Platforms where suppliers and demanders of services can be matched
A common global business Lingua Franca
These are only a few of the factors either contributing or detracting from moving the revolution on in significant leaps and bounds.
Therefore, to conclude this first stab at a look at the future world of work, we hypothesis that the future will have large groups (what we will call CLUSTERED SKILLS HUBS) of skills pools bidding for contracts to supply services and solutions to leaner and meaner multinationals in cross border transactions and flows that are worth trillions of dollars annually.
Right now, we can’t see any major G20 sovereign government dealing effectively with this challenge, to ensure that they contribute and facilitate the move towards the new future of COLLABORATION.
We have been following the G20 ‘get those naughty multinationals in the tax tent’ debates raging for a few months now, with amusement we have to add; here at theMarketSoul and have the following short thought piece to contribute to the debate.
We know the ‘outrage’ really is all about the what the OECD calls the ‘general erosion of the tax base’, which in our opinion is just a distraction for proper structural reforms in the western democracies contributing to the G20 and OECD coffers.
The real issue is the power of civil society structures, such as multinational corporations, versus nation states. We constantly get an earful on how undemocratic corporations are from a liberal social leftist media and how dangerous unfettered corporate power is.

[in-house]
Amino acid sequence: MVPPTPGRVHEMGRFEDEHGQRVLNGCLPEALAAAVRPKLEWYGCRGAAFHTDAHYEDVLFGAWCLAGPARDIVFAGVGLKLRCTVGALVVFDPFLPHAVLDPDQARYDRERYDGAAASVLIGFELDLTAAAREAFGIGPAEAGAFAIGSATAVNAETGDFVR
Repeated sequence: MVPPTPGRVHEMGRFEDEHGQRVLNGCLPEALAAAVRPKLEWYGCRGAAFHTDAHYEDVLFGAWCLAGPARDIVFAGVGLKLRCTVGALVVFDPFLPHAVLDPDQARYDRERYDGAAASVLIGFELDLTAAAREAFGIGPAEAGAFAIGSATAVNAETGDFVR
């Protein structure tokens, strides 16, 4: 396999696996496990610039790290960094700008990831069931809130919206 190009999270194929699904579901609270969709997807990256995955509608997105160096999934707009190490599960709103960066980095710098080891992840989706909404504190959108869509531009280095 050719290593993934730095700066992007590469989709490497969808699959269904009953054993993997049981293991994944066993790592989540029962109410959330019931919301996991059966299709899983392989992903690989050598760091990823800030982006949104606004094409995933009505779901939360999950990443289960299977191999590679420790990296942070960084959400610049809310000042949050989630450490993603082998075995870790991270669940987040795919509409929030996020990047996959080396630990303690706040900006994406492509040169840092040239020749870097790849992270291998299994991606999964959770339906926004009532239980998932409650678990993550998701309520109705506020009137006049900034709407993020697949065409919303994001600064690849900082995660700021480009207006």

Yet, multinationals are far more democratic, in both structure and performance, than any sovereign government will ever be. If the corporate governance structure is correctly set up, then every corporate entity has an annual AGM at which point the corporate leaders have to resign, on a rotational basis, depending on individual Articles of Association or Memorandum ofIincorporation provisions (depending in which jurisdiction the corporate entity ‘resides’). How often does a sovereign leader stand down, in comparison and leave it to the popular vote to be re-elected? Certainly not on an annual basis, as is the case for most corporate leaders.
This leads us to the real thought piece of this article, namely the fact that corporate ownership and access to corporate ownership should really be extended to as wide a base as possible, rather than a few ‘monied’ or opportunist participants in the market.
Legislation around employee share ownership schemes are still very cumbersome and rules, rather than principles driven.
The real revolution we require is not around a new tax base or recapitalizing democratic bankrupt nation states; however we require a revolution of democratic corporate ownership to sweep the length and breadth of the land, in order to spread the risk, add additional wealth creation opportunities (and hence a widened wealth tax base) for smaller, leaner and meaner governments to address. This a cry from civil society to the inner ‘goodness’ of political society to sit up, take serious stock and work on longer-term solutions to the erosion of their tax bases, rather than the usual headline grabbing short-termist market distorting interventions the G20 governments are so infamous.